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The Lukewarm Reception of ‘Funny Face’

“Funny Face” was the title song of the 1927 Gershwin musical Funny Face, which also included the hit song “’S Wonderful” (discussed in the previous post of the “What Makes a Hit” series). “Funny Face” has been so closely associated with Fred Astaire—the original performer of both tunes—that subsequent artists have rarely recorded the work.

By Rachel Fernandes

“Funny Face,” the title song of the 1927 musical Funny Face, was neither a hit nor a miss. It never became a standard and has rarely been recorded by successive artists, an aspect by which a song’s success is often measured. Instead, “Funny Face” became so connected with its original performer, Fred Astaire, that it became difficult for later artists to reproduce the work. This post will explore the song’s close association with Fred Astaire and his impact on its popularity.

Funny Face, based on a failed Gershwin musical titled Smarty, opened at the Alvin Theater on Broadway on November 22, 1927, and ran for 244 performances. When Smarty reopened as Funny Face, just four songs and the brother-sister duo Fred and Adele Astaire were retained. (For a more in-depth discussion of Smarty’s transformation into Funny Face, check out our earlier post on “‘S Wonderful”). Thirty years later, in February of 1957, a film by Paramount Pictures titled Funny Face was released. It should be noted that the film was actually written before the producers decided to use the Gershwins’ songs and give it the same name as the 1927 musical. Producer-composer Roger Eden brought back Astaire in the leading role but abandoned the brother/sister plot of the original Broadway musical in favor of a romantic musical comedy starring Hollywood favorite Audrey Hepburn. Eden also included four Gershwin songs from the original Funny Face—“Let’s Kiss and Make Up,” “My One and Only,” “’S Wonderful,” and the title songplus an additional Gershwin tune, “Clap Yo’ Hands” from the 1926 musical Oh, Kay!

Whether thinking about the musical Funny Face, or watching the 1957 film adaptation, it’s clear that the Gershwins were attentive to the talents of their male lead, Fred Astaire. Astaire was most famous for his unique dance style, and he, alongside notable dance partners including Ginger Rogers, Rita Hayworth, and Judy Garland, revolutionized dance on film in the 1930s and 1940s with his virtuosic and elegant choreography. He would often combine ballet with newer, more popular styles like tap. Even though these hybrid styles were extremely technical and difficult, Astaire and his partners made each one look effortless, working tirelessly to create flawless choreographies.

In addition to his innovative dance style, Astaire’s vocal delivery was unique. Even though he did not have a strong voice, he had a sweet, velvety vocal tone and would frequently perform his songs in a talk-sing style. By keeping the melody line simple—and including a dance break—“Funny Face” catered to the talents of Fred Astaire. As American music scholar Alec Wilder notes,

[The] melody [of “Funny Face”] does little, goes no particular place, and makes no particular point. If one examines the chromatic figure used to fill up space in the accompaniment, the playing of the song becomes slightly more interesting. But even this palls.

Like “’S Wonderful”, the melody of “Funny Face” stays within an octave to accommodate Astaire’s limited vocal range. The complex harmonies often featured in George’s songs are also missing in both works. But while the rhythm of “’S Wonderful” features swinging eighth notes, the rhythm of “Funny Face” is square. Fred’s stage persona ultimately carried “Funny Face” in a way that wasn’t required for “’S Wonderful.”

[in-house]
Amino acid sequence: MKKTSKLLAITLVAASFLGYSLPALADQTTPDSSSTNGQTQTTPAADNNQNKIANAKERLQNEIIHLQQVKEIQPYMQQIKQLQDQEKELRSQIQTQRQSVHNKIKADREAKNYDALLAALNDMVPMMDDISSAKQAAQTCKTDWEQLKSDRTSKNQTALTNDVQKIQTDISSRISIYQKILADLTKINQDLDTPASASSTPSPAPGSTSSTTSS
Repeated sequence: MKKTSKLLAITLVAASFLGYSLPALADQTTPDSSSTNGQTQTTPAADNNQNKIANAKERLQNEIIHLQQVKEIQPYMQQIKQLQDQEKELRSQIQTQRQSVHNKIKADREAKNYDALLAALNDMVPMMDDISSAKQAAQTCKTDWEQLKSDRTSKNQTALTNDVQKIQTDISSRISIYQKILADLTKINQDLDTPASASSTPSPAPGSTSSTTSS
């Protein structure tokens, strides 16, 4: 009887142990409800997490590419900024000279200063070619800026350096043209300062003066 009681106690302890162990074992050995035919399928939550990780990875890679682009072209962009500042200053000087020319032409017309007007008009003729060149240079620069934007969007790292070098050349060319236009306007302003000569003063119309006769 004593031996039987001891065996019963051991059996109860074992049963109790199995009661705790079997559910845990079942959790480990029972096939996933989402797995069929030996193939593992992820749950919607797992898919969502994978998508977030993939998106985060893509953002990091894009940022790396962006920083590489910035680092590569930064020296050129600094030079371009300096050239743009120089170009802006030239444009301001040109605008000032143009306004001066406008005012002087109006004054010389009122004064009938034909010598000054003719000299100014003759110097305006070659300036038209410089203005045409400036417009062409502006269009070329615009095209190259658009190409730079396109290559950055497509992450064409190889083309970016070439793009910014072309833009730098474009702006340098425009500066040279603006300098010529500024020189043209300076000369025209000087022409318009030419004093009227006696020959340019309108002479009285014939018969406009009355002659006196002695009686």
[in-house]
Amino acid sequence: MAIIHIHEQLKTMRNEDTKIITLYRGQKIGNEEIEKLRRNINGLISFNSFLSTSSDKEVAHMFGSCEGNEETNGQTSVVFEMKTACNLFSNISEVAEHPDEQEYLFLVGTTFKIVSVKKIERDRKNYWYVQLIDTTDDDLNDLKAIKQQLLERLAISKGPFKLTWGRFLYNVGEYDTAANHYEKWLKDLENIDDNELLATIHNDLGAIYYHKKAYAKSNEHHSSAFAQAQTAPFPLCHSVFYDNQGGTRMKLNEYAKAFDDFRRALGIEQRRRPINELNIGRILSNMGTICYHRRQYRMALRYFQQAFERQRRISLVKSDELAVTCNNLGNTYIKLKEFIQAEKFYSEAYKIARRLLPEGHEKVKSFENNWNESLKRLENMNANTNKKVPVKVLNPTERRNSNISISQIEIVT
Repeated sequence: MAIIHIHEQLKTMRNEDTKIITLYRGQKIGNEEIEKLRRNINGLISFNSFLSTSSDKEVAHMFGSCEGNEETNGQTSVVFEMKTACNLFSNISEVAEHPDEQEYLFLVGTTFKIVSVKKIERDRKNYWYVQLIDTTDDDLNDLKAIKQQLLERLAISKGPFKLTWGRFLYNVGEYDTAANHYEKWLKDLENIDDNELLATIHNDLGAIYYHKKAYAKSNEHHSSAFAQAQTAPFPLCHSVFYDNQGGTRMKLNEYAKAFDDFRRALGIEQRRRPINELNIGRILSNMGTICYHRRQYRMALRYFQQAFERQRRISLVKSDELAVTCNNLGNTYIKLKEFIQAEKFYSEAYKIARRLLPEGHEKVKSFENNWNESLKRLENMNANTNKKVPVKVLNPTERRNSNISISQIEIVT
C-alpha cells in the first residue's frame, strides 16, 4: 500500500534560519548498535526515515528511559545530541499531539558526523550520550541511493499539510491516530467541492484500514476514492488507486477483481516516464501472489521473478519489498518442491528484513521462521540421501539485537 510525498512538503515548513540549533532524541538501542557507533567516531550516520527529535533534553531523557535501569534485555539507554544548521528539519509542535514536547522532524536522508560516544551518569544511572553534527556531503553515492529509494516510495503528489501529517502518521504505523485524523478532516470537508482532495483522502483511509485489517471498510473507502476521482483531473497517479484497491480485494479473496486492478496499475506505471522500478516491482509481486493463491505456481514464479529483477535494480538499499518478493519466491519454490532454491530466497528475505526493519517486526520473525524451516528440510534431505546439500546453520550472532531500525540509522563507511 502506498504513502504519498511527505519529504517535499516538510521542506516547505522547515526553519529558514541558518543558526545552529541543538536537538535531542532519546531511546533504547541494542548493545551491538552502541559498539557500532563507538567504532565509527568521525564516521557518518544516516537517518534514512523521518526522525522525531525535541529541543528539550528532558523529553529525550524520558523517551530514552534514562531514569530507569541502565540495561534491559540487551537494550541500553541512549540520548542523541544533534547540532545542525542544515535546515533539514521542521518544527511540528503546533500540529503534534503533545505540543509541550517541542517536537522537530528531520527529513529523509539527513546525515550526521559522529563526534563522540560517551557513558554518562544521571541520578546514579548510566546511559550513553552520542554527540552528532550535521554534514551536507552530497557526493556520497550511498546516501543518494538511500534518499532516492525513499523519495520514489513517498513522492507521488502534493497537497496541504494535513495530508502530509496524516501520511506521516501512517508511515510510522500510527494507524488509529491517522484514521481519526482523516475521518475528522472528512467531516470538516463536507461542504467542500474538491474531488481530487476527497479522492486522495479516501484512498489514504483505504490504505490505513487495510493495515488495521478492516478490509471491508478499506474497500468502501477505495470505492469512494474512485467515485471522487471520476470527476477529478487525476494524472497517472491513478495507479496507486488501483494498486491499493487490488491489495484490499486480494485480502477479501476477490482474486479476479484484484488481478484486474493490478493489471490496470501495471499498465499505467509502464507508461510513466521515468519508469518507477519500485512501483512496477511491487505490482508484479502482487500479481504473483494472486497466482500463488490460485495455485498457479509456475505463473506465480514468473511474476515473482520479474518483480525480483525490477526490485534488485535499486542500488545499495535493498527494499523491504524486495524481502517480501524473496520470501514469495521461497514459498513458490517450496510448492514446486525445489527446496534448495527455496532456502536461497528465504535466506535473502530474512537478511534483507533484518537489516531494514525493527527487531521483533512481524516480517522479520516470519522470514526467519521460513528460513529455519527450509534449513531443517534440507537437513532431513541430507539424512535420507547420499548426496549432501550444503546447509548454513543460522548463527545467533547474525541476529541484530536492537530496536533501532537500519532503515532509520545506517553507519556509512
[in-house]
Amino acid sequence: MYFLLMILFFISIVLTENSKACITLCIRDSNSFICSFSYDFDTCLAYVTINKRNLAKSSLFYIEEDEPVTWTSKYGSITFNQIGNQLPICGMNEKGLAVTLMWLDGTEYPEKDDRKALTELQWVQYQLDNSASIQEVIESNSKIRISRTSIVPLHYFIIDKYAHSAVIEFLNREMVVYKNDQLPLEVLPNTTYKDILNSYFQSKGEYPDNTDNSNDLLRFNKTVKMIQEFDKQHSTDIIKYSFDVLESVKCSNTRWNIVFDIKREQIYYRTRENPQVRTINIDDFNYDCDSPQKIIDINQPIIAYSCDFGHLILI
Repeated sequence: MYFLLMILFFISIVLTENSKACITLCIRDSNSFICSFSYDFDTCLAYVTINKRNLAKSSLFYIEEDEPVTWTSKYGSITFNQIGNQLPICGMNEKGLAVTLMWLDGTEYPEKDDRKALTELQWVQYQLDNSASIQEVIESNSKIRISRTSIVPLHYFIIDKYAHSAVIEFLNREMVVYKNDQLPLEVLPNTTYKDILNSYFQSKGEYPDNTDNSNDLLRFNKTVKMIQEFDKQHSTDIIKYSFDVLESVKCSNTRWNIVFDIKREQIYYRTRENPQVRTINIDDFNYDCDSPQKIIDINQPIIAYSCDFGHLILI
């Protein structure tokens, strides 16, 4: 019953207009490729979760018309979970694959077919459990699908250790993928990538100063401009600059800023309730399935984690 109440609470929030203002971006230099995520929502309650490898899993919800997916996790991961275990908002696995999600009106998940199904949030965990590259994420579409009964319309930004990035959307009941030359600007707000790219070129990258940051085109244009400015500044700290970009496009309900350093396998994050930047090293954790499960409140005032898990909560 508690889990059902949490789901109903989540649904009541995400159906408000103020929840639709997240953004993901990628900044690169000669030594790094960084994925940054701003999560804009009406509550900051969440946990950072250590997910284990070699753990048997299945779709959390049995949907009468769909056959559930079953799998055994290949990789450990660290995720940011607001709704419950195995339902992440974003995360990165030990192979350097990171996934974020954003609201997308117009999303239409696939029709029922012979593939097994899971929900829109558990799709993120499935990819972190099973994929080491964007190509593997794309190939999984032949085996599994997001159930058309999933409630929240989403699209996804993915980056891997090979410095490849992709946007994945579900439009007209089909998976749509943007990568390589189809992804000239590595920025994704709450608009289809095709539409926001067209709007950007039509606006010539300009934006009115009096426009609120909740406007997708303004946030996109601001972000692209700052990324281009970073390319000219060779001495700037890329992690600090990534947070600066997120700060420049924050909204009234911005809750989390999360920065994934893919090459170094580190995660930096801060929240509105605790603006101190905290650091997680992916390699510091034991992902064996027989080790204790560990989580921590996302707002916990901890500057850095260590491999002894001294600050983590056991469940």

Ira’s lyrics were also crafted to suit Astaire’s charm. “Funny Face” is peppered with little slights, and one particular line—“though you’re no Queen of Sheeba, for world’s I’d not replace your sunny, funny face”—is such a backhanded compliment that it doesn’t even seem like a line Ira would write. But Fred had tremendous charisma, both on stage and screen, and could get away with these clever insults. Astaire “sold” the song through his performance, and just as the melody fit Astaire’s voice, the lyrics appear to be tailor-made for him to sing.

Publicity still of Fred Astaire for “You’ll Never Get Rich” (1941) and Fred Astaire and Ginger Rogers in “Top Hat” (1935)

Since the theatrical premiere of Funny Face in 1927, a limited number of artists have recorded this title song, each doctoring the tune to make it their own. For example, both Patti Austin (1959) and Ella Fitzgerald (2007) replaced some of Ira’s lyrics, with Ella using her own, more empowering lyrics in place of the original insulting ones. They also each made the chorus jazzier—Fitzgerald’s swinging rendition included a lush studio orchestra, while Austin’s upbeat, syncopated performance was accompanied by a big band. Both Austin and Fitzgerald’s versions are also more sung than Astaire’s original. None of these subsequent artists have performed the song as originally written by George and Ira. The hesitance of others to record “Funny Face” in its original form shows how much the song relied on the charisma and talent of its original performer to make it work.


Further Reading

Furia, Philip. Poets of Tin Pan Alley: A History of America’s Great Lyricists. New York: Oxford University Press, 1992.

Kimball, Robert. The Complete Lyrics of Ira Gershwin. New York: Da Capo Press, 1993.

Pollack, Howard. George Gershwin: His Life and Work (1). Berkeley, US: University of California Press, 2007.

Schneider, Wayne, ed. The Gershwin Style: New Looks at the Music of George Gershwin. New York: Oxford University Press, 1999.

Wilder, Alec. American Popular Song: The Great Innovators 1900 – 1950. New York: Oxford University Press, 1972.


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